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Davis, California

Sunday, May 19, 2024

Picnic Day regulations to stay the same

Due to a decrease in arrests last year, UC Davis and the City of Davis are keeping the same regulations for this year’s Picnic Day.

Problems in the past include open containers of alcohol, public urination, noise violations and smoking. The first three will be subjected to a $403 fine and smoking will be subjected to a $480 fine due to the safety enhancement zone.

In 2011, the Davis City Council established a safety zone in downtown Davis during Picnic Day. The next year, the council extended the zone to include Old North Davis.

The zone doubles fines just for Picnic Day in the downtown Davis area — along Russell Boulevard, between Anderson Road and the railroad tracks as well as between First and Eighth streets.

“Some other big issues are people coming from other cities. We have cut advertisement to limit the people coming out of town or out of state who have no affiliation with UC Davis. Picnic Day only means something to people in Davis,” said Jonathan Wu, chair of Picnic Day and a fourth-year neurobiology and psychology double major.

Paul Cody, interim director for the Center for Student Involvement, said the center, Davis City Council, Davis Police Department and Davis Fire Department have worked together since 2009 to propose and administer new regulations to keep Picnic Day safe and fun for everyone.

“Since these problems have occurred, we have put more resources towards the event, increased enforcement and police presence and created an extended safety enhancement zone, along with rules that have already been set in place such as zero-tolerance on campus,” Cody said.

Davis Police Lieutenant Paul Doroshov gave advice on how to avoid dangers involved with Picnic Day and how to avoid conflict.

“Last year, we still made over 50 arrests, mostly for misdemeanors and alcohol violations. The bulk of issues with Picnic Day regard drinking and public intoxication, which can lead to fighting and sexual assault. The highest danger is typical house parties,” Doroshov said. “Many people don’t know what they are getting into and a lot of uninvited guests end up coming from out of town looking for a party.”

This year’s Picnic Day lands on April 20 — also referred to as four-twenty or 4/20 — a “holiday” in cannabis culture during which people celebrate by smoking marijuana. Despite this coincidence, the police department has not prepared any new regulations regarding this day.

“When it comes to enforcement, there is not a whole lot new this year. We are aware that Picnic Day lands on 4/20, but we don’t know if this will make a big difference,” Doroshov said. “Smoking is still a violation and police will respond properly. The main concern is alcohol consumption.”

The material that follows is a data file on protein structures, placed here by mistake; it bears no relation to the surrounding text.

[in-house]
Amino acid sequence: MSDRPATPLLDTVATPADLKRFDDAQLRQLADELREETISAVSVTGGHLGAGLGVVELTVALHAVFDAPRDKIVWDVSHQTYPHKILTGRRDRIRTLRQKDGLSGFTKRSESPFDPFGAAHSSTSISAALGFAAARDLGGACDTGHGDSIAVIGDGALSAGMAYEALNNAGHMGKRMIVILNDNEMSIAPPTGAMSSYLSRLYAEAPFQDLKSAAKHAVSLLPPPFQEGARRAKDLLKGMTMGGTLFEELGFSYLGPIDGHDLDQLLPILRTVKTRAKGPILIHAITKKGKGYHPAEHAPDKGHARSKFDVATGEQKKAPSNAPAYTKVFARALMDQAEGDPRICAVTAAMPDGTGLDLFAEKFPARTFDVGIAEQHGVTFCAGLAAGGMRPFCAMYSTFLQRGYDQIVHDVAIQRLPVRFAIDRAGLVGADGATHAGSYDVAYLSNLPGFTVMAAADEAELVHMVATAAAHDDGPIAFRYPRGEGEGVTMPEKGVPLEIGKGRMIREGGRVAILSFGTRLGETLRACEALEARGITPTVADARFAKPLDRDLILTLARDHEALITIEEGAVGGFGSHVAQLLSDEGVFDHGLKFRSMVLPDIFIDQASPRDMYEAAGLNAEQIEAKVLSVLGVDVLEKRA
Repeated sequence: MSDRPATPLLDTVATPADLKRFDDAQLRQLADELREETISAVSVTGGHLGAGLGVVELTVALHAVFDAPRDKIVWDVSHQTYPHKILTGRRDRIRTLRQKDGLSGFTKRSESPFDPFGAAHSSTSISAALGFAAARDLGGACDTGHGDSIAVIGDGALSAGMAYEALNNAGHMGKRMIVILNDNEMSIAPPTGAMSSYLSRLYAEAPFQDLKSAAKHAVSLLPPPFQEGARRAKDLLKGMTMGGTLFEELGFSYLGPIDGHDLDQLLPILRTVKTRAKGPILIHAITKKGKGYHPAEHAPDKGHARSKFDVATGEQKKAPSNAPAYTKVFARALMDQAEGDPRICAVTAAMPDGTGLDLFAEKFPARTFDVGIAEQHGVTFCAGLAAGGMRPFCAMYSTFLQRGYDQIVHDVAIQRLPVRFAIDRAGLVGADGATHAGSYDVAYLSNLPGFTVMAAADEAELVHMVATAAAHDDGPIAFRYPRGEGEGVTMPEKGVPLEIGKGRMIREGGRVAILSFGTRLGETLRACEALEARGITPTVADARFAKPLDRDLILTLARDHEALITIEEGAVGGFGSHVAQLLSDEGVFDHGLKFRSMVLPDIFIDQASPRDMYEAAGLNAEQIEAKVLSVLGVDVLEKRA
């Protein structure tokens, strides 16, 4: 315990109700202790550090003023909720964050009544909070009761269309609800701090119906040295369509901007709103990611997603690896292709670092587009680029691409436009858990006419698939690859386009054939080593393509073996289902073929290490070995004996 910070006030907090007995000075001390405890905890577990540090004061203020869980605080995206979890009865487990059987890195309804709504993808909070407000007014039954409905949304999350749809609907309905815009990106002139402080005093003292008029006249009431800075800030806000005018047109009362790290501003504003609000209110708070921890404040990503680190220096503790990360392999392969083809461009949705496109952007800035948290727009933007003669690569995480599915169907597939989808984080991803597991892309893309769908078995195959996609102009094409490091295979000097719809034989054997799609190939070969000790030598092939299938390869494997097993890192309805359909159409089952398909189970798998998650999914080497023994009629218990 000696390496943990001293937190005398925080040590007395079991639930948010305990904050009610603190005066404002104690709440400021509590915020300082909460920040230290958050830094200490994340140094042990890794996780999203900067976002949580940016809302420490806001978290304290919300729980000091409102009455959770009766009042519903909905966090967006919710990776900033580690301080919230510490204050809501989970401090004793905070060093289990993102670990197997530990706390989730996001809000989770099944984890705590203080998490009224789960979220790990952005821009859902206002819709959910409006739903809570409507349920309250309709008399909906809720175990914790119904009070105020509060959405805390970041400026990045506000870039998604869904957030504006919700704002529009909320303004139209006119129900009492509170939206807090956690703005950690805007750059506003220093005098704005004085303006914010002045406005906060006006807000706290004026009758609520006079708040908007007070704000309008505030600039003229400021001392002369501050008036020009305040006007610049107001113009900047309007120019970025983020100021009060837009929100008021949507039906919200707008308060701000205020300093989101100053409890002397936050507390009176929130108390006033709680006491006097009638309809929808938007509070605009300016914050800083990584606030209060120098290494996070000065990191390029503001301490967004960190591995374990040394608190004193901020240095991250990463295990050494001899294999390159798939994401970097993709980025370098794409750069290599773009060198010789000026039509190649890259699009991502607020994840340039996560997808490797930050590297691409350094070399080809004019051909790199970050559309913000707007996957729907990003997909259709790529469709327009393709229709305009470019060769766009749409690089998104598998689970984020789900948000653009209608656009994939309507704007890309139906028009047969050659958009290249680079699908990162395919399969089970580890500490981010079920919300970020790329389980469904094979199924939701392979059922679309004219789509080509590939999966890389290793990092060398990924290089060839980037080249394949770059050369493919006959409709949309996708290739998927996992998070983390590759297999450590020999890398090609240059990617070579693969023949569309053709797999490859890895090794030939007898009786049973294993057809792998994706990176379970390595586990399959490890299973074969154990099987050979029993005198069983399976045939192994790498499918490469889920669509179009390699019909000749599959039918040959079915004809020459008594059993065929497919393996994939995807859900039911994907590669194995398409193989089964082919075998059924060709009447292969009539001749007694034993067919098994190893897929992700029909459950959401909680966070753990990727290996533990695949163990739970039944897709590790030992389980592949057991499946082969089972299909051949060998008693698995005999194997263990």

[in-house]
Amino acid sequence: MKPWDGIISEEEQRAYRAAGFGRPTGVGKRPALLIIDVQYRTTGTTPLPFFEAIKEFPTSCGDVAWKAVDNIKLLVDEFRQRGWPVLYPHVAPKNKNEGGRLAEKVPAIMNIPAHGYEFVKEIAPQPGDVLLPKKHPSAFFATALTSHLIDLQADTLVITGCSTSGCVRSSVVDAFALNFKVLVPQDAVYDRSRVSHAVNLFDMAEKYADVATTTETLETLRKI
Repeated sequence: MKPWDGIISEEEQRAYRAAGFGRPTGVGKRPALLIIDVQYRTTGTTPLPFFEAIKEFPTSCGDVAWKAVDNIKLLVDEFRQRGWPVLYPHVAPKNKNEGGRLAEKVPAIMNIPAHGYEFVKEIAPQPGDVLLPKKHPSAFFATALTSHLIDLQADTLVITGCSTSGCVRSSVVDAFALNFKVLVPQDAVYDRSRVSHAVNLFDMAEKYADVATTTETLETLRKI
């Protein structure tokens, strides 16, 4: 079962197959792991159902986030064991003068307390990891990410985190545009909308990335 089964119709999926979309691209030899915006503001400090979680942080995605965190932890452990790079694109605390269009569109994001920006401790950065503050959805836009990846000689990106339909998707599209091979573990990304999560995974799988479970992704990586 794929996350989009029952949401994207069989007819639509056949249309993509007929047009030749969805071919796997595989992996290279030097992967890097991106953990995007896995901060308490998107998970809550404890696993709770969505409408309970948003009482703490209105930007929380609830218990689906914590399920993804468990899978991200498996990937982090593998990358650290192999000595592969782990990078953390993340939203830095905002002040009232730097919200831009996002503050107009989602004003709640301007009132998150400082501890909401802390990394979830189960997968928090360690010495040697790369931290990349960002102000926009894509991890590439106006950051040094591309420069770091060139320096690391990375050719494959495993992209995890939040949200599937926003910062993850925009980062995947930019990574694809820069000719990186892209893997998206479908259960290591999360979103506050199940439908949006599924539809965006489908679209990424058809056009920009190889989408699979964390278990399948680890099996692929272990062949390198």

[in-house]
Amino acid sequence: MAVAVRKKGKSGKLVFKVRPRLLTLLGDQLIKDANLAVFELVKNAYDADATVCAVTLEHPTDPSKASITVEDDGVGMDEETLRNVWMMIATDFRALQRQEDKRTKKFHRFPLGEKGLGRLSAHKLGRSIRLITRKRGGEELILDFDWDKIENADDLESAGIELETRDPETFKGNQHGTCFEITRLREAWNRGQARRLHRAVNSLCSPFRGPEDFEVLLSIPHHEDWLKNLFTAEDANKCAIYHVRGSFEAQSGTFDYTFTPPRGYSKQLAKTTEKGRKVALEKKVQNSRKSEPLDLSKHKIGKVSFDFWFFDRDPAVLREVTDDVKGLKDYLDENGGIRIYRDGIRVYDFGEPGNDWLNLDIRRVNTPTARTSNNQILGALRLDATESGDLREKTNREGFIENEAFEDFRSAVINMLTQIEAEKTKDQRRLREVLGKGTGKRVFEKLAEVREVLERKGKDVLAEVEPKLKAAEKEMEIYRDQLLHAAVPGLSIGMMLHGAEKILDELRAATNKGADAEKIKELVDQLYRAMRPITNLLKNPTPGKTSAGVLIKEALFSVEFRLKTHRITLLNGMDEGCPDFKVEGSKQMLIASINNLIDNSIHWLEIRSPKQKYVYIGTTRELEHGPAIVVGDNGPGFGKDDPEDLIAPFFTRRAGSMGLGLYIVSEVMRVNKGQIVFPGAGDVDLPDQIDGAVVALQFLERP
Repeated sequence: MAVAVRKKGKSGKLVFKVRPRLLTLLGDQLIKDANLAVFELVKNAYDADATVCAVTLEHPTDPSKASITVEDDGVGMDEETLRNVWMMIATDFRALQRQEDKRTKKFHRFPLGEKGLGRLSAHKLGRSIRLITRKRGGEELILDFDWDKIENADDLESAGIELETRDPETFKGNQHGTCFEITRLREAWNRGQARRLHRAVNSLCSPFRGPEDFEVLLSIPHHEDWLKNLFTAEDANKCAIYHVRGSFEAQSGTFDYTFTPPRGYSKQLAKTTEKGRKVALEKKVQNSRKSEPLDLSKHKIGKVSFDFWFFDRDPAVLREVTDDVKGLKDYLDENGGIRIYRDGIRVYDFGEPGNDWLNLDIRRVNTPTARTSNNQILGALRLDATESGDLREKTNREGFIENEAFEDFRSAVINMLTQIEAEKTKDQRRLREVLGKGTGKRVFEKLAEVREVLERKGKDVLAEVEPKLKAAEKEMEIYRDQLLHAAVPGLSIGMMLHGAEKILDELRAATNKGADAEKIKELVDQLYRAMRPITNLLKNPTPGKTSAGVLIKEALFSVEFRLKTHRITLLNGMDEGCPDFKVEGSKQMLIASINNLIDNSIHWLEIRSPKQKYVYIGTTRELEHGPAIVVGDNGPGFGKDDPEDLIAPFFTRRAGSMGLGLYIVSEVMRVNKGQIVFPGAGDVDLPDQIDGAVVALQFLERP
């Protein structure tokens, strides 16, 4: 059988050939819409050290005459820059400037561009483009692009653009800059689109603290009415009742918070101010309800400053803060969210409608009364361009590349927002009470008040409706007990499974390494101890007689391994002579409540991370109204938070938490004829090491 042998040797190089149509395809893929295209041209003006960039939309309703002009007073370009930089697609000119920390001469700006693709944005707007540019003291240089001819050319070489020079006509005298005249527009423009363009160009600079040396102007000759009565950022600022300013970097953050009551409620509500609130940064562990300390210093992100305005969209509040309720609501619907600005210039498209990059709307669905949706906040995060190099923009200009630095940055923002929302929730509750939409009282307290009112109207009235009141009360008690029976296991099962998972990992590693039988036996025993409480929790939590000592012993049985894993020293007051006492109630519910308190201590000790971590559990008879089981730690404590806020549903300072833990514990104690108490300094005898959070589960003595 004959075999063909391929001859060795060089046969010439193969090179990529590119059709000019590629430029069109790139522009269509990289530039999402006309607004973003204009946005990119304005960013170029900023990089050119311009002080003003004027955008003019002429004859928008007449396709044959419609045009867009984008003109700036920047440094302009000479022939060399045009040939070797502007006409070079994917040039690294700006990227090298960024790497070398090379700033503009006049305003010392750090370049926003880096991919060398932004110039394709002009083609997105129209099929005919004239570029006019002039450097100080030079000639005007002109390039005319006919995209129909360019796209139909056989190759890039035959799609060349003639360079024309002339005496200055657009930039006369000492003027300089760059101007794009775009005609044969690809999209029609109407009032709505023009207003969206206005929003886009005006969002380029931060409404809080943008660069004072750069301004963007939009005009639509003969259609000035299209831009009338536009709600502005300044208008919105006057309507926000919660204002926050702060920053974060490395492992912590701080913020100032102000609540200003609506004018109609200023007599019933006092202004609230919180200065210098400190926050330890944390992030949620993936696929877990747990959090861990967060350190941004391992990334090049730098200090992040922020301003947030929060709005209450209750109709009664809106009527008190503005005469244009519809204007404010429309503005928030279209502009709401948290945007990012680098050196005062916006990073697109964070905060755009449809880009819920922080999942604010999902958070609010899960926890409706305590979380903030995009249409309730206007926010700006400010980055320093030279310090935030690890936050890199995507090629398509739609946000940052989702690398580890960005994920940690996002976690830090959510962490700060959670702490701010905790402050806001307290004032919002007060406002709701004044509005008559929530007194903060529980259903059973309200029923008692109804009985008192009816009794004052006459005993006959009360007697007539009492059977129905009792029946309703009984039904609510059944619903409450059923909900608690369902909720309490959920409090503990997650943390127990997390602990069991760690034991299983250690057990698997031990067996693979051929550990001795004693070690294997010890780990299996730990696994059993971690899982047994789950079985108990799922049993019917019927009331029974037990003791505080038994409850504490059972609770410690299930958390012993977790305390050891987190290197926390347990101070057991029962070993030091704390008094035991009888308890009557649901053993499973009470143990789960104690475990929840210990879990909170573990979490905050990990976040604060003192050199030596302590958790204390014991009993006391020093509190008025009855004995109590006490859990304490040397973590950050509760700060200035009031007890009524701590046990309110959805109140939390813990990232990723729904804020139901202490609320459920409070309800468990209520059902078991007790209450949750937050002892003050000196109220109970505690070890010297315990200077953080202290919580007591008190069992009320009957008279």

Several bars, restaurants and supermarkets have agreed to a Picnic Day Covenant, preventing the selling and purchasing of alcohol before 11 a.m. Fire marshals came into restaurants and bars to make official maximum capacity standards, allowing only a certain number of people inside at one time. The restaurants and bars have also helped fund Porta Potties that will be placed throughout downtown to stop public urination.

Wu said the main problem is the students’ mentality.

“People come into college as freshmen and hear about the parties involved with Picnic Day. They do not think that this day is about families and events. Their ‘let’s get plastered and ruin it’ attitude is the biggest issue,” Wu said.

Carly Sandstrom, ASUCD President and a third-year international relations and economics major, agreed with Wu.

“I don’t want students feeling like they weren’t informed on policies. Don’t come onto campus if you are inebriated. It’s not worth the money or having something be put on your record,” Sandstrom said.

Sandstrom said if people want to party, it is advised that they do not come onto campus.

“In the next couple weeks, if there are student groups that want advice, they can contact the police department or me so we can come in and talk about our expectations. We have gone in and talked to Greek organizations, so I hope to find other obscure groups — whether if it’s a club or sports team to talk to,” Doroshov said. “Anyone can and should contact the police in advance if in need of assistance with something regarding your event.”

Despite all of the potential dangers involved, ASUCD wants to emphasize the events and the enjoyment to be shared.

“I encourage everyone to have a fun time and go to events. It’s the beginning of Spring Quarter, everyone is excited to get back on campus and the weather is great,” Sandstrom said. “Just don’t take too many shots too quickly and have a small party off campus, if need be. Just enjoy campus events, maintain yourselves and don’t do anything illegal.”

MELISSA GAHERTY can be reached at city@theaggie.org.


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